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    That's doable & probably at better performance too.
     
  19. Bill_Bright

    Bill_Bright Registered Member

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    I am not denying there is corporate espionage going on. But that's a total different ballgame and not the biggest threat to the normal home user.

    Depending on who you listen to, there are 1,000,000 new malware threats released every day! Every day! Even if exaggerated 10 times over, that's 100,000 every day! And those are threats against you and me. Not Sony or The Home Depot.

    Most companies are NOT trying to infect their customers with malware - with the big exception of Lenovo shipping computers with malware and spying on customers, of course. But who knows the involvement the Chinese government has in that company. Same with Kaspersky - though the jury is still out on whether the company execs were in the know, or if they can claim "plausible deniability".

    In terms of what or who a "bad guy" is, you cannot put a "fits all" definition on "bad guy". They come in all shapes and sizes, from the nosy neighbor whiz kid, to organized crime syndicates, to hostile government sponsored spy agencies, and everything in between.
     
  20. RockLobster

    RockLobster Registered Member

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    Who do you think knows enough about the inner workings of closed source OS's and has the developer skills to create a million new malwares every day, that find the exploites even the developers of those OS's are supposedly unaware of?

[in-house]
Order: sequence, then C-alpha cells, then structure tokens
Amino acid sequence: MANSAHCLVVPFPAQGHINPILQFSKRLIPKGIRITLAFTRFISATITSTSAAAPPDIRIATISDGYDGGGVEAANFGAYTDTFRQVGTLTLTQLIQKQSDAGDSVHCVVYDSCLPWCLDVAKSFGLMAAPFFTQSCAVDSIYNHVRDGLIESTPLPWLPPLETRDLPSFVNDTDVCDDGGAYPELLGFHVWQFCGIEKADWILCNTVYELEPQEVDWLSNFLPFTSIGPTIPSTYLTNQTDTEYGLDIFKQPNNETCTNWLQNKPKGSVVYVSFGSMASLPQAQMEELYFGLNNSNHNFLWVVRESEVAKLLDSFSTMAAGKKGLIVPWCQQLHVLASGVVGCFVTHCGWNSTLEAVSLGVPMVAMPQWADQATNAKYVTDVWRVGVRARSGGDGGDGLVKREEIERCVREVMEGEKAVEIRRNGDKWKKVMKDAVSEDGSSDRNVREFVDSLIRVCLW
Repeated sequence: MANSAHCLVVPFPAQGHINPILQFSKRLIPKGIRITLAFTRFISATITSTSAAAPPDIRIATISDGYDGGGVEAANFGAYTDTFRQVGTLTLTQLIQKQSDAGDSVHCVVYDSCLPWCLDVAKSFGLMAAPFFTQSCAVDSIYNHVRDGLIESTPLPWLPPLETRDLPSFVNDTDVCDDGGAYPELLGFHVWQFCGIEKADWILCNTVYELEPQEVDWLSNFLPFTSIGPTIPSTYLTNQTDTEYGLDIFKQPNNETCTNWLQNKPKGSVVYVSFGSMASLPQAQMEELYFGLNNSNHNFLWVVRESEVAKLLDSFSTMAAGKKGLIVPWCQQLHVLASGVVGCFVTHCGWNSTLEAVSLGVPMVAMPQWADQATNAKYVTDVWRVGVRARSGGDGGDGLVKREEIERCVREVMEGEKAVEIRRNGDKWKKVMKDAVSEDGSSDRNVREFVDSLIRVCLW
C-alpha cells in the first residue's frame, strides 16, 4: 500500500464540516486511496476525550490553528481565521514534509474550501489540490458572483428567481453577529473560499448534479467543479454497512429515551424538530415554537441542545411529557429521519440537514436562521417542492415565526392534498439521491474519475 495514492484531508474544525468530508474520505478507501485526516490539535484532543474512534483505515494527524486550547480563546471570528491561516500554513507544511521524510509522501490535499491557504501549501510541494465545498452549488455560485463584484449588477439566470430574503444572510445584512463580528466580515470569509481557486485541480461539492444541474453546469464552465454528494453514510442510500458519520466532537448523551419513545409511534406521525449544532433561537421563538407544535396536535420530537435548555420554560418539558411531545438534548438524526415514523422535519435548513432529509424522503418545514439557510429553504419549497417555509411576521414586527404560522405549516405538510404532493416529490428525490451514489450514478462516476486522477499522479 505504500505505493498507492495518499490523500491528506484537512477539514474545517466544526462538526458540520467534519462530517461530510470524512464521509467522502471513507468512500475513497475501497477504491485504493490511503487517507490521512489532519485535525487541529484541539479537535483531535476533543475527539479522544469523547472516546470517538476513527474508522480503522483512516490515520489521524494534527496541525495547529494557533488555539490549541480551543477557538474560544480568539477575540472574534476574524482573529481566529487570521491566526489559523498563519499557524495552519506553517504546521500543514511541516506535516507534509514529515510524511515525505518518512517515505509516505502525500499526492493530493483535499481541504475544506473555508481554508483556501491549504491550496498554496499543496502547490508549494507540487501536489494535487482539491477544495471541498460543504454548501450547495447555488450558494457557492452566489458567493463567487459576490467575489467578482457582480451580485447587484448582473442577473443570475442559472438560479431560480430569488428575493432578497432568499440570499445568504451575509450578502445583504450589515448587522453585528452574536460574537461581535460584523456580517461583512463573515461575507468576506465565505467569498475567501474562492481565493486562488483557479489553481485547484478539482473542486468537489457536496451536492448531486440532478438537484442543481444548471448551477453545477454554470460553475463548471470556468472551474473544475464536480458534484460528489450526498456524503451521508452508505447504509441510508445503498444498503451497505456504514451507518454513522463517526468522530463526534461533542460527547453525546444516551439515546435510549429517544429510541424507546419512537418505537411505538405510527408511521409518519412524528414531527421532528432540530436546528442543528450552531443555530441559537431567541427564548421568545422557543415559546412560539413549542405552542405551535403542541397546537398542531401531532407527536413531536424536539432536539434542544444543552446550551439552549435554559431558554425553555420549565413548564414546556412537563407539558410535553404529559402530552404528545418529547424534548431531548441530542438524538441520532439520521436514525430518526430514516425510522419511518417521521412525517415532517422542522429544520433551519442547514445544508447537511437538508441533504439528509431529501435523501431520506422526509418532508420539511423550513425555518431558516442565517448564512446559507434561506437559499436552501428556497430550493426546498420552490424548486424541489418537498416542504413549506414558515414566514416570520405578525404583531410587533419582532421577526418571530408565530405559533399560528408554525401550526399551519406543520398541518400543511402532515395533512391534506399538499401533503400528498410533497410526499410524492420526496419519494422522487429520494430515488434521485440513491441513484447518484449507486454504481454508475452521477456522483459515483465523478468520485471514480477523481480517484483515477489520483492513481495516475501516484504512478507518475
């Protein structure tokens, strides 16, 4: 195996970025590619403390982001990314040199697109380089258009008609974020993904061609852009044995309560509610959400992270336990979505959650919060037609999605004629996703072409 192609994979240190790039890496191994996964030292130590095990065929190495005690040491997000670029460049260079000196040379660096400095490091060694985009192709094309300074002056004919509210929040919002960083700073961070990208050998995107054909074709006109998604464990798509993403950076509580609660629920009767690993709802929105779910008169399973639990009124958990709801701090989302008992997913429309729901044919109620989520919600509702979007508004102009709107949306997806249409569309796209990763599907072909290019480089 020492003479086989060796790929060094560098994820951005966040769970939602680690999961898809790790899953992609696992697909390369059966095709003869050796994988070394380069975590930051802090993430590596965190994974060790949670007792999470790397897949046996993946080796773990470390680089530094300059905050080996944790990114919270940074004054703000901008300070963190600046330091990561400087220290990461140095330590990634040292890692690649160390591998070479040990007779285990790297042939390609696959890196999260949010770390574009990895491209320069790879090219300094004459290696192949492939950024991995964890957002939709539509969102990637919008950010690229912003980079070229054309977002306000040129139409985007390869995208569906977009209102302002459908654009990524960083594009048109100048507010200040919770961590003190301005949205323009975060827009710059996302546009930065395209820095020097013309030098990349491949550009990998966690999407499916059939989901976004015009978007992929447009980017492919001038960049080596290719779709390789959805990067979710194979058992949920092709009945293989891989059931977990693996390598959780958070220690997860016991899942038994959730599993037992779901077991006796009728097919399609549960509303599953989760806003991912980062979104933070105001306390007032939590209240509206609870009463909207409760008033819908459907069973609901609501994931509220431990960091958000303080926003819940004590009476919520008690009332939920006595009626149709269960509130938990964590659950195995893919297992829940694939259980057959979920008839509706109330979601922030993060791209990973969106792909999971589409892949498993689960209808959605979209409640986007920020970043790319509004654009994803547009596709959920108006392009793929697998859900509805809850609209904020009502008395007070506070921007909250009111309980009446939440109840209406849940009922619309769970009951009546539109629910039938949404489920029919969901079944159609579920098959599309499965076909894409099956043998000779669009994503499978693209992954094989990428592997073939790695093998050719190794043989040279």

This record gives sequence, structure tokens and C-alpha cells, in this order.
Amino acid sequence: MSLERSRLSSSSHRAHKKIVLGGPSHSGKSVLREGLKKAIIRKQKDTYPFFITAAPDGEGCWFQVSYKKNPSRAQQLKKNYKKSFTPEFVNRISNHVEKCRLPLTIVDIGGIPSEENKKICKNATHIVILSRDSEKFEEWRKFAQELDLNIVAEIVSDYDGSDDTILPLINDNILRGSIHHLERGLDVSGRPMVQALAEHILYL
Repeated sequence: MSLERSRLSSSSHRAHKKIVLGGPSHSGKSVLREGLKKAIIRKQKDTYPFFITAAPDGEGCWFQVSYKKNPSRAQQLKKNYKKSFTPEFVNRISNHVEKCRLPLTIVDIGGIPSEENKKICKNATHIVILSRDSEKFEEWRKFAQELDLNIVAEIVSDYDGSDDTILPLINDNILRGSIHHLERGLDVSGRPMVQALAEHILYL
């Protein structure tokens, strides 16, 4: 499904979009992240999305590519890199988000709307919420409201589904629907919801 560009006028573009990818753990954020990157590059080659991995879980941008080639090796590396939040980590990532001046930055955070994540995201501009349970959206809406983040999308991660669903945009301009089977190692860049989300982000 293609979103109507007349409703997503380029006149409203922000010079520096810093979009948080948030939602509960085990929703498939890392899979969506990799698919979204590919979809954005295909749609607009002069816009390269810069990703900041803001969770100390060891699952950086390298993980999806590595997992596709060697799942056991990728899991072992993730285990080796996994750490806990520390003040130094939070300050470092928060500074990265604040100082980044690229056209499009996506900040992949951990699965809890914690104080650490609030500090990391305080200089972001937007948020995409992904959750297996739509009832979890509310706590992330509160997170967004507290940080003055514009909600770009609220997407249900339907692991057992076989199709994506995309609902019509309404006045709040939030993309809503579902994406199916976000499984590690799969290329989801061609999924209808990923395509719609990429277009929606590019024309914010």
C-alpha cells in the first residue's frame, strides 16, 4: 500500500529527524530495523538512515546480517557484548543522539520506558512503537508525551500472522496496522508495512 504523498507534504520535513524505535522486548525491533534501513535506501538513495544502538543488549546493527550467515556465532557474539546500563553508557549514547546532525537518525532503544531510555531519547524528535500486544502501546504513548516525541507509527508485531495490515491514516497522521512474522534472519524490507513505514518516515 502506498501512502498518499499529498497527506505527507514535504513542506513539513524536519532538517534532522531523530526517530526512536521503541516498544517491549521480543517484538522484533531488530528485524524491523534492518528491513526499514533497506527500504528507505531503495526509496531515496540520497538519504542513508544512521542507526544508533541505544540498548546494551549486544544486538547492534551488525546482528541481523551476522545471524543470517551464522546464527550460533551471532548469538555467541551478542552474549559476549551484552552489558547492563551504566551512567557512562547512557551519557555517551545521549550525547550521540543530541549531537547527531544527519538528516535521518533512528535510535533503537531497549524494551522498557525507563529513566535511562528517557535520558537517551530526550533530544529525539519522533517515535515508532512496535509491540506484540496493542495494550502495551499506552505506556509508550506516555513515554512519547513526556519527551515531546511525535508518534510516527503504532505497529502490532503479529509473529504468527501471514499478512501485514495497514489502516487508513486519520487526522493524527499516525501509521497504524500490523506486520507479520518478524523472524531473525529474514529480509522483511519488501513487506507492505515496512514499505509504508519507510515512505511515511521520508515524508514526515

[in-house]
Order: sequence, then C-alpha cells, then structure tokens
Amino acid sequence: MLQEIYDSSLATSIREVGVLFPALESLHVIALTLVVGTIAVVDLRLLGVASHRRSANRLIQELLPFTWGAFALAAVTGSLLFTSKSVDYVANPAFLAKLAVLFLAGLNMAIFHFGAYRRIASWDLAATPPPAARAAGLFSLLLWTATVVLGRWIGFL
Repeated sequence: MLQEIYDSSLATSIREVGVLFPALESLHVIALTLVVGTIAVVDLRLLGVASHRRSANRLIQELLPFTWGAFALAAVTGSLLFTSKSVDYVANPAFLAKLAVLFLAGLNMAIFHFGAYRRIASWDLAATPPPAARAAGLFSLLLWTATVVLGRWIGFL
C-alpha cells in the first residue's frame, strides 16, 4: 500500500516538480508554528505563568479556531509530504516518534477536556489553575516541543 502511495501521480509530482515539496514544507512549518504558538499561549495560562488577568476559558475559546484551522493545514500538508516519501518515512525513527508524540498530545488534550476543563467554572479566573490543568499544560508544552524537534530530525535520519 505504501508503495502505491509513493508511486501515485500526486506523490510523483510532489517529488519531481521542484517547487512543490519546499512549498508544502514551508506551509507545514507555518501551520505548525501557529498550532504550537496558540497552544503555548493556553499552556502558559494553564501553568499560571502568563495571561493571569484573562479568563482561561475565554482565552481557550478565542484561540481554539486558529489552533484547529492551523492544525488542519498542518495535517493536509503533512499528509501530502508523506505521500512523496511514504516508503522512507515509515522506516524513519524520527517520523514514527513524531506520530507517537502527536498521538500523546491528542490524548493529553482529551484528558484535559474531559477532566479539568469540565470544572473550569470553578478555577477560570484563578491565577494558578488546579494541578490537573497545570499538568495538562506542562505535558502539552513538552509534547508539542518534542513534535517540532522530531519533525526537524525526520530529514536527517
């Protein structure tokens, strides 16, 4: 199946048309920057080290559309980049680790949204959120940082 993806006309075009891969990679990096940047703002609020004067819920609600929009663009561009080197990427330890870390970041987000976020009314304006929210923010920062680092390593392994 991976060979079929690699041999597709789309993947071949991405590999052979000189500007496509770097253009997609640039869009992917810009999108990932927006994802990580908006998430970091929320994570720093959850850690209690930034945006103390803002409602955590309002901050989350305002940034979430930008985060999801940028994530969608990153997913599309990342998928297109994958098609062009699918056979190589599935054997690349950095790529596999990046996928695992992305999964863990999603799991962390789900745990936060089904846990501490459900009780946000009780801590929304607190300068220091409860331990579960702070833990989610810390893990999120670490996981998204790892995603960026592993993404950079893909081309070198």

We are not talking your average app developer here, we are talking about people with the tech skills analogous to those of a medical brain surgeon, a military navy seal etc. The people with those kinds of skills that are not in well paid jobs in the tech industry are few and far between.
    A million new malwares every day, this is an industry we are talking about here.
     
  21. Bill_Bright

    Bill_Bright Registered Member

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    You are missing the point. You seem to be suggesting all these malware developers are working as a group. That is not the case. Most are mavericks, working on their own - but who often share their knowledge with others on the dark web.

    As far as the inner workings of the closed source OS, it is not hard to look inside. The hard part is finding a vulnerability in 30+ million lines of code. It does NOT take a brain surgeon. It takes time and persistence and a little programming skills.
    As I said, there are organizations, but in no way are the majority of the malware developers working as a group.
     
  22. RockLobster

    RockLobster Registered Member

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    They have to be. We know the extent of internet surveillance.
    The anti malware companies have the telemetry to watch in real time every new process running on every internet machine that hosts their software. Then MS also doing that.
    When a malware outbreak happens they watch it spread across the world yet how many out of these millions of malware creators get arrested.
    For a million new malware's to appear every day there has to be tens of millions of people working on it, full time, with apparent immunity.
    The only way that could happen is if the vast majority are working for those with nation state and large corporate resources and protection.

    Edit: There is/was a company called Syveillance that used to publish a malware report every year. This quietly stopped after they were bought out by a corporate entity.
    The last one I read revealed that 50% of malware originated in the US.
    So either there are millions of very smart spotty American kids churning out malware day after day without anyone noticing they did it, or, it is like I say it is.
     
    Last edited: Nov 17, 2017
  23. Bill_Bright

    Bill_Bright Registered Member

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  24. zapjb

    zapjb Registered Member

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    Citing a Kaspersky authored article that doesn't mention much or at all about nation state hacking is not credible.
     
  25. JRViejo

    JRViejo Super Moderator

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    The OP has thanked everyone, and it's time to move on. Thread closed. Thank you all for participating!